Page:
Dreams and myths of Finnish work

”The Dreamed in Finland (Unelmoitu Suomessa) project taught us what drives young people in the Finnish work life. We learned about their dreams, the possible and impossible ones. We learned about the point in life when the dreams are forgotten or given up. We also got a good, deep understanding of the attitudes the young people have towards work life and about the commitment or non-commitment. These things matter in all industries”, Jokke Eljala, the research manager of the Association for Finnish Work (Suomalaisen Työn Liitto), says.

”It’s very motivating to work with such a client and themes that have a real impact on the future of Finland. The future of Finnish work, young people’s confidence in the future and the change in the work life are that kind of themes”, says Mikko Ampuja, the CEO of 15/30 Research. 15/30 was one of the partners in the Dreamed in Finland project and one of the composers of the 8 Myths About Work (8 myyttiä työstä) series. ”The Association for Finnish Work does important work in progressing these themes. When working with Tero and Jokke, we got very quickly from the good ideas to the bigger picture with an actual impact on things.”

Dreamed in Finland and the importance of every job

With this project, the Association for Finnish Work and 15/30 wanted to find new and innovative ways to transform the research. ”There’s a labour shortage in some industries and we wanted to know how to change this”, Eljala says.

Dreamed in Finland is about the life of regular people, Eljala tells. ”There is sort of a cultural stigma attached to certain occupations — cashiers, garbage men, cleaners — and we wanted to change how these workers see their own job: it isn’t true that some work is valuable and some is not.”

There are different challenges if you enter the worklife straight from school in your late teens or in your early twenties than if you get a higher education and start working later in life. For example, coping with the workload and motivating yourself to keep going decade after decade affect those who start working earlier the most, according to Eljala. ”There’s a different perspective on time”, he says.

Eljala was impressed by the readiness and talent young people had. ”For those with academic degree, life is still taking it’s form when you’re 30. Then there’s these young people who have their life in a completely different phase already in their twenties. Of course in a way I’ve always known this, but it’s good to actually point it out.”

Breaking myths and creating conversation

There are a lot of public ”truths” about work that haven’t actually been proven true. The Association for Finnish Work and 15/30 with ITV and Yle wanted to debunk these myths and bring the conversation closer to real people.

”The 8 Myths About Work was a follow-up to Dreamed in Finland. There’s a lot of talk about work on the macro level, in a distancing way. But to get people to enjoy their work — that happens in the personal level. We wanted to create conversation on the personal and concrete level”, Tero Lausala, the managing director of the Association of Finnish Work, says.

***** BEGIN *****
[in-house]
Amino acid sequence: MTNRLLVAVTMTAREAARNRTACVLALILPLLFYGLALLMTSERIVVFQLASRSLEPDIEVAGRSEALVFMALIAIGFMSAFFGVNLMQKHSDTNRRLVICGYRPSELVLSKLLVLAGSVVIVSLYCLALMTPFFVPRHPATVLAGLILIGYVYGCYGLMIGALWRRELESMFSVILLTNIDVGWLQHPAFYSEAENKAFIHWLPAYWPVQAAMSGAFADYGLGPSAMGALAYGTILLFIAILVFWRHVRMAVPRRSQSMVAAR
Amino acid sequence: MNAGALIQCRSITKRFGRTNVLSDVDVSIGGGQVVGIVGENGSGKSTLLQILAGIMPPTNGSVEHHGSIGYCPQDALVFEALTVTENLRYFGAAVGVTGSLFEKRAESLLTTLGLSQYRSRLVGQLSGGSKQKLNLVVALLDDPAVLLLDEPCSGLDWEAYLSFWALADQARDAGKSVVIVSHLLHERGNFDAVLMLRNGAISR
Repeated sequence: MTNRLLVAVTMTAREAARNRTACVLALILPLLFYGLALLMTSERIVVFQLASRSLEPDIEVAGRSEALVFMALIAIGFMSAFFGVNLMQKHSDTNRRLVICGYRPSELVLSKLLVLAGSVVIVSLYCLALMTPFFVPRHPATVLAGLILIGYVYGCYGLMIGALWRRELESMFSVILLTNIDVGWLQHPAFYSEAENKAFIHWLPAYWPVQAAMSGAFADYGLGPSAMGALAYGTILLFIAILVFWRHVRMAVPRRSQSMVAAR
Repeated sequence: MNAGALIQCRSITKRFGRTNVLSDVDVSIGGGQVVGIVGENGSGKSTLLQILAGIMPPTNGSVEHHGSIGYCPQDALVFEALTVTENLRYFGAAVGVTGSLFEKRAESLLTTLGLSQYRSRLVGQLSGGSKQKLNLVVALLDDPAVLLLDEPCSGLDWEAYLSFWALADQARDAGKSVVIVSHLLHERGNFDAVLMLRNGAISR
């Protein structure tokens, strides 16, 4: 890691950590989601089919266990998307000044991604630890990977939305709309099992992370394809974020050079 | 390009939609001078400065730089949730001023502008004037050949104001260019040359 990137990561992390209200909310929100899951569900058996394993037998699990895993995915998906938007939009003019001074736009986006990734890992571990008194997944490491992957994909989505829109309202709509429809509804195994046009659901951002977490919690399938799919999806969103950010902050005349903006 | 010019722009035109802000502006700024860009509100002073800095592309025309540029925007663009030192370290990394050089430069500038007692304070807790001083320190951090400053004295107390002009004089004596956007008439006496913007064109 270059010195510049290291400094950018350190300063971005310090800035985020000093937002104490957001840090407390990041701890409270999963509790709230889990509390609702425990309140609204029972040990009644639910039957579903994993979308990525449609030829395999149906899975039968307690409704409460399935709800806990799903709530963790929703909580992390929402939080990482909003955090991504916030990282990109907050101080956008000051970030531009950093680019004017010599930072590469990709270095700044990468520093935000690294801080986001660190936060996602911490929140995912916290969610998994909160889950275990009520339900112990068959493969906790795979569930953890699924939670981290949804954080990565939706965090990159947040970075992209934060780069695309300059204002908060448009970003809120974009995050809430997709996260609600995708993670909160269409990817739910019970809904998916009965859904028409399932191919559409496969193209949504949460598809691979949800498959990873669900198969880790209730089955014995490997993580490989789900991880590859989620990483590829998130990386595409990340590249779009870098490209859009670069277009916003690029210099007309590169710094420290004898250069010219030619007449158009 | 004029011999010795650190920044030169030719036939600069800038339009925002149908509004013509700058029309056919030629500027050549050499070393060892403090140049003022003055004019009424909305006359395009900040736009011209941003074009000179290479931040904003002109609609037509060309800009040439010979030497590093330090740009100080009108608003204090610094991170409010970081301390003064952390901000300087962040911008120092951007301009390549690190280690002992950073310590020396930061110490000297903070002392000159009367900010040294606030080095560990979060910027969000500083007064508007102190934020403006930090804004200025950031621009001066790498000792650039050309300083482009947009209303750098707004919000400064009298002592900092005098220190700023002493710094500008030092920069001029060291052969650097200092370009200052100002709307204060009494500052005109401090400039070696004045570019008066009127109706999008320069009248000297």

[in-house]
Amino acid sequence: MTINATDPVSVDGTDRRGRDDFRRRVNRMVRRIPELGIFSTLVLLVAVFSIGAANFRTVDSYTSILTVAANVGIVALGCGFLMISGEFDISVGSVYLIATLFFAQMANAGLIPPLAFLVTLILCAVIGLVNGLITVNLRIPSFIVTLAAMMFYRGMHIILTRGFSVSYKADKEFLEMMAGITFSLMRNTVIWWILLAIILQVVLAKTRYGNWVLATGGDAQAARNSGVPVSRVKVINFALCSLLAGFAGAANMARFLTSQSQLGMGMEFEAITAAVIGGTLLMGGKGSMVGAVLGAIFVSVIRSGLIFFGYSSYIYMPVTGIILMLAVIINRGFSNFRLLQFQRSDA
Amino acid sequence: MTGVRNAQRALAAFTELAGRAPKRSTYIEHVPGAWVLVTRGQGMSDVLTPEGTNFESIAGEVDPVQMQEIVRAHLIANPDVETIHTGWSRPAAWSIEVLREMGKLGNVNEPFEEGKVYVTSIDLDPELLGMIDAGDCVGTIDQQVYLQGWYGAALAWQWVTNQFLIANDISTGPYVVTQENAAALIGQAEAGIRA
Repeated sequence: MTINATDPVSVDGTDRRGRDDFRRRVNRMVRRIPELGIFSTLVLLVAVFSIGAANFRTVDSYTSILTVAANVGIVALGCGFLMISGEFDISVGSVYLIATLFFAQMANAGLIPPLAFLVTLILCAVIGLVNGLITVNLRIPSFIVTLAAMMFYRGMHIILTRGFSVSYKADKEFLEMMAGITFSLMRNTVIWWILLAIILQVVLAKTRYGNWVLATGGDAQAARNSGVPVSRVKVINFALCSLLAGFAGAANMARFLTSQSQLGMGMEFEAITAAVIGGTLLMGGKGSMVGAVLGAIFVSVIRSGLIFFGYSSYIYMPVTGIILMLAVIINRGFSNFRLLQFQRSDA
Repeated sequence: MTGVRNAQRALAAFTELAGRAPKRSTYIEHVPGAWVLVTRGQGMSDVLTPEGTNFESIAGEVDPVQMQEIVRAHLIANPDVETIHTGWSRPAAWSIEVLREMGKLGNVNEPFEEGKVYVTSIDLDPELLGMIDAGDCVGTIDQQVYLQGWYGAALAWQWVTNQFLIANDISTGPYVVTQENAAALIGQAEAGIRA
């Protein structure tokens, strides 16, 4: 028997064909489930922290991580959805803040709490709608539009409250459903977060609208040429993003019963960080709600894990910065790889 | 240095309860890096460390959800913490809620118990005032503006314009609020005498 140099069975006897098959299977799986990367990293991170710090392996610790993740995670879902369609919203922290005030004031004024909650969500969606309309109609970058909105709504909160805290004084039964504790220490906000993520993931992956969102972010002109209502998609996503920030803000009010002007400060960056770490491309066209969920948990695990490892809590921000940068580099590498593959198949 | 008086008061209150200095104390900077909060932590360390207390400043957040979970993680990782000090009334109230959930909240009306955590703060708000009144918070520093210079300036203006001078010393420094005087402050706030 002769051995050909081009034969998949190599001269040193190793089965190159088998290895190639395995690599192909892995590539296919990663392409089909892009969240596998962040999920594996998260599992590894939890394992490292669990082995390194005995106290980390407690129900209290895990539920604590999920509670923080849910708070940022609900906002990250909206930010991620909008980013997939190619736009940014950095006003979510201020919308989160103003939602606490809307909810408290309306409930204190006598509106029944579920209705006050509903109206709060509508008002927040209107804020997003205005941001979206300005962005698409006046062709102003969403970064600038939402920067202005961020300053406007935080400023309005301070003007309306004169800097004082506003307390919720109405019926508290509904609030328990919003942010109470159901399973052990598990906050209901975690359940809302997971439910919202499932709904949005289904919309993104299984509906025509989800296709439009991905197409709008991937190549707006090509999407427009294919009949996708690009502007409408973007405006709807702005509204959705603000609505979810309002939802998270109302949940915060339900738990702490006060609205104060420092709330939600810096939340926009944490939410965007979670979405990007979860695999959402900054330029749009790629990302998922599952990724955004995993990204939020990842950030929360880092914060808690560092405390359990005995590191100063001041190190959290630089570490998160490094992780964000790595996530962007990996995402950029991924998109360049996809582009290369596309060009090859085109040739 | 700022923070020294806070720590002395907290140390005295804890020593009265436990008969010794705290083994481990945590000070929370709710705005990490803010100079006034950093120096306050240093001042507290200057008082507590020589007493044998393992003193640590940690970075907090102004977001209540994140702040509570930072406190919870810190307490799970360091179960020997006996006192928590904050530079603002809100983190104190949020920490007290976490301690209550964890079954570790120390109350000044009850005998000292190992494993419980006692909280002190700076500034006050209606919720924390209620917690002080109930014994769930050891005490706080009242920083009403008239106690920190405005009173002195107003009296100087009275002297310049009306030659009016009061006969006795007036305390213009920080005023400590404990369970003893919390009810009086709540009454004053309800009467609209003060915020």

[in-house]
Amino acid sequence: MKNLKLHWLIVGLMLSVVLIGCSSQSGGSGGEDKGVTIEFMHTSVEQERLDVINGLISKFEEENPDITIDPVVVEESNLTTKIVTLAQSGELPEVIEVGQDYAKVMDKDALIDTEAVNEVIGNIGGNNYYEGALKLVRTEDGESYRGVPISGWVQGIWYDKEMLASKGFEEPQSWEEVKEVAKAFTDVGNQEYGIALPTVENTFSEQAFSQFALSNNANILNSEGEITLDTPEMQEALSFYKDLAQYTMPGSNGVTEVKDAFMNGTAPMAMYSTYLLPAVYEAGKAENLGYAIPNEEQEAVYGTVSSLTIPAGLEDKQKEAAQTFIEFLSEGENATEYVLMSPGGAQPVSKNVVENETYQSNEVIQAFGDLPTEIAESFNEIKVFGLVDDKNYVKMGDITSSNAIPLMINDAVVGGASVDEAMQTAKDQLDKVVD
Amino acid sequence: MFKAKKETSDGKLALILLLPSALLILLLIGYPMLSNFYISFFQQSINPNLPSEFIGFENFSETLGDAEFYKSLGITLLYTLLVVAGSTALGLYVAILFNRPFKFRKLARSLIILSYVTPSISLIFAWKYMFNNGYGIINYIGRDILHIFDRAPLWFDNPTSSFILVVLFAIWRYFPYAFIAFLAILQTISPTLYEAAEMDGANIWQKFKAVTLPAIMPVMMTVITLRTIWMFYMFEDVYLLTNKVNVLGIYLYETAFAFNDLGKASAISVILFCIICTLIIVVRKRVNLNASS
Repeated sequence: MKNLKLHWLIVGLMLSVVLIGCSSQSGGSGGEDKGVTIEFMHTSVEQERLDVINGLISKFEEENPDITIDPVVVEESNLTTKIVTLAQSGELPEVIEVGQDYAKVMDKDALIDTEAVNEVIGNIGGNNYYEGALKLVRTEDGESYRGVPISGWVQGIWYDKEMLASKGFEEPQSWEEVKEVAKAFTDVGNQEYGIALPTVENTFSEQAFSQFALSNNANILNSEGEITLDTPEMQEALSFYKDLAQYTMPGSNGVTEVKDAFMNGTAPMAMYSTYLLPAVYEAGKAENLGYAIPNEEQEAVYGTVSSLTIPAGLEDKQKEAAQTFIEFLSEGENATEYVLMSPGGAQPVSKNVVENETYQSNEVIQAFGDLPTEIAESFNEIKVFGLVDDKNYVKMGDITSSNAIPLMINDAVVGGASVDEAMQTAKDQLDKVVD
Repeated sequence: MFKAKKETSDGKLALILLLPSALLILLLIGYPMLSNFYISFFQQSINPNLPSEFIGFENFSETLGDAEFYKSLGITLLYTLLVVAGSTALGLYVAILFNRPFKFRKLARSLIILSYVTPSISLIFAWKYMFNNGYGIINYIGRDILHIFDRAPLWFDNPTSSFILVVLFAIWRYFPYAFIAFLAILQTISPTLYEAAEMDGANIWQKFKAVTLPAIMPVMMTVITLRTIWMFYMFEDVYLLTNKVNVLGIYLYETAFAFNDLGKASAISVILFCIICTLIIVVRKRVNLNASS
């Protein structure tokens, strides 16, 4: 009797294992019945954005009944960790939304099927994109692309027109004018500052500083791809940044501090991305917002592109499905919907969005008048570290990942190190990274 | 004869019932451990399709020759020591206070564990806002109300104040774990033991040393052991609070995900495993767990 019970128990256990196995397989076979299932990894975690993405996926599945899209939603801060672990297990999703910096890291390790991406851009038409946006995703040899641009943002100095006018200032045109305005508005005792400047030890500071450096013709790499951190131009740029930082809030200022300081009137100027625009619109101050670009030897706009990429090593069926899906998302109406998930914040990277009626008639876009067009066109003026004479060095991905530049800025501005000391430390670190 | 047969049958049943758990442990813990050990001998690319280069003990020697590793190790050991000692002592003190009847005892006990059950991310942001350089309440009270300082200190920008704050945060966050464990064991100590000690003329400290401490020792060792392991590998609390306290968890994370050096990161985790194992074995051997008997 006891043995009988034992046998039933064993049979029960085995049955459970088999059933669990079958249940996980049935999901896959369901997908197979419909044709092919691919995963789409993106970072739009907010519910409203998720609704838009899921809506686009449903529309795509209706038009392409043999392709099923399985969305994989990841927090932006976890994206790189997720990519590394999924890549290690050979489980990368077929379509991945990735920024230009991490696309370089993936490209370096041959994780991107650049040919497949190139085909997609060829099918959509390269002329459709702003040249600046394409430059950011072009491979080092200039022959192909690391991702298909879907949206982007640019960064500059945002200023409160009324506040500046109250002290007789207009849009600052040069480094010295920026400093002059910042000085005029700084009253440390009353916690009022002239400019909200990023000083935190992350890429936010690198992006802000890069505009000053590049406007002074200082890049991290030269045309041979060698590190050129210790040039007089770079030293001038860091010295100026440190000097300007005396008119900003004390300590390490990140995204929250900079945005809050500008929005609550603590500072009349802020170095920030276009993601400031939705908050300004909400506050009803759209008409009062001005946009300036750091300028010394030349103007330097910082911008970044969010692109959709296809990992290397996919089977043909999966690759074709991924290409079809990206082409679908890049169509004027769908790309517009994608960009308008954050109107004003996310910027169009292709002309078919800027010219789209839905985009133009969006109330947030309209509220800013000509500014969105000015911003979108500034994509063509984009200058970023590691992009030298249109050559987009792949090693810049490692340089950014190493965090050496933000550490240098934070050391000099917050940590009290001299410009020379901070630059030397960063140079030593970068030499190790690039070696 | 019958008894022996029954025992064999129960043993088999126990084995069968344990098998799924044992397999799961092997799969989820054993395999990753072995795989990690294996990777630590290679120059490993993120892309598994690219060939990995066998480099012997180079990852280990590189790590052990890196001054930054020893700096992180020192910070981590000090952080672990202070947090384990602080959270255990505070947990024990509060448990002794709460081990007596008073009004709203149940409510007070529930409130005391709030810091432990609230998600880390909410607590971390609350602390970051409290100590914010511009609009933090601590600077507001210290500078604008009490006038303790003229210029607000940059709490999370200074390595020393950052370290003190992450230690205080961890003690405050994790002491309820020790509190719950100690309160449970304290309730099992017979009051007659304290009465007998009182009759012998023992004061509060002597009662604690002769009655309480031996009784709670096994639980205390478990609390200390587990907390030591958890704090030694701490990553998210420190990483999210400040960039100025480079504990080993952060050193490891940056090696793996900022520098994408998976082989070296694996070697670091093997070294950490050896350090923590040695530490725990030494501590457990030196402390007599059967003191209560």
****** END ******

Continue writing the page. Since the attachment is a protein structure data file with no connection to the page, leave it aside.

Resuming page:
”The 8 Myths About Work started from the Dreamed in Finland project. We took the idea further and thought about the best way to do this. TV reaches the masses, so we started to conceptualize and develop these ideas for the TV”, Eljala tells. The project was a success: the average number of viewers was over 400 000 Finns.

”This project was important”, Lausala says. ”It is still going on Yle [the Finnish Broadcasting Company], and there will be reruns in summer. It’s about the change of work and breaking down different myths about work.”

Partnership and well-designed information from 15/30

Lausala says that 15/30 was an important partner. ”We sparred with Mikko [Ampuja] when thinking about what myths there is and if there’s need for more research”, Lausala says. Both Lausala and Eljala thanked the evaluation 15/30 made of the impact of the project.

”I want to praise the way the evaluation was done. Methodologies were used very creatively. The video reports done with Hannu [Uotila] were something completely new. It wasn’t a boring powerpoint. Of course the base work was good as well, but these videos made it fun to show the end results to others, too. It really brought the results to life”, Lausala says.

Well designed information is important to 15/30. ”We always aim for the biggest possible impact in all that we do. Information design, utilizing videos and conceptualization have an important role in the overall designs”, Ampuja summarises.

Eljala was the one commissioning the work, but he also took part to the field work. ”I took part in the workshops and the participated in the going through of the results. I sparred and I was a partner, which is exactly what I wanted”, he says.

”15/30 was familiar to me from unofficial networks. I hadn’t worked with them before, but I knew Pauli [Komonen]. I went through 15/30’s materials, and I already knew their National Youth Study. I also knew Mikko [Ampuja] and his way of thinking, so it was easy to start the collaboration after Mikko came to discuss how it would be good to do something together”, Eljala recalls.

Eljala was very happy with 15/30’s working style. ”15/30 was brilliant. Their way of working was very direct and committed. It was more a partnership than a client-versus-operator situation. It’s an equal relationship with room to challenge one another. And when you can challenge each other, you get better and more developing results.”

You can watch the 8 myths about work (in Finnish) here.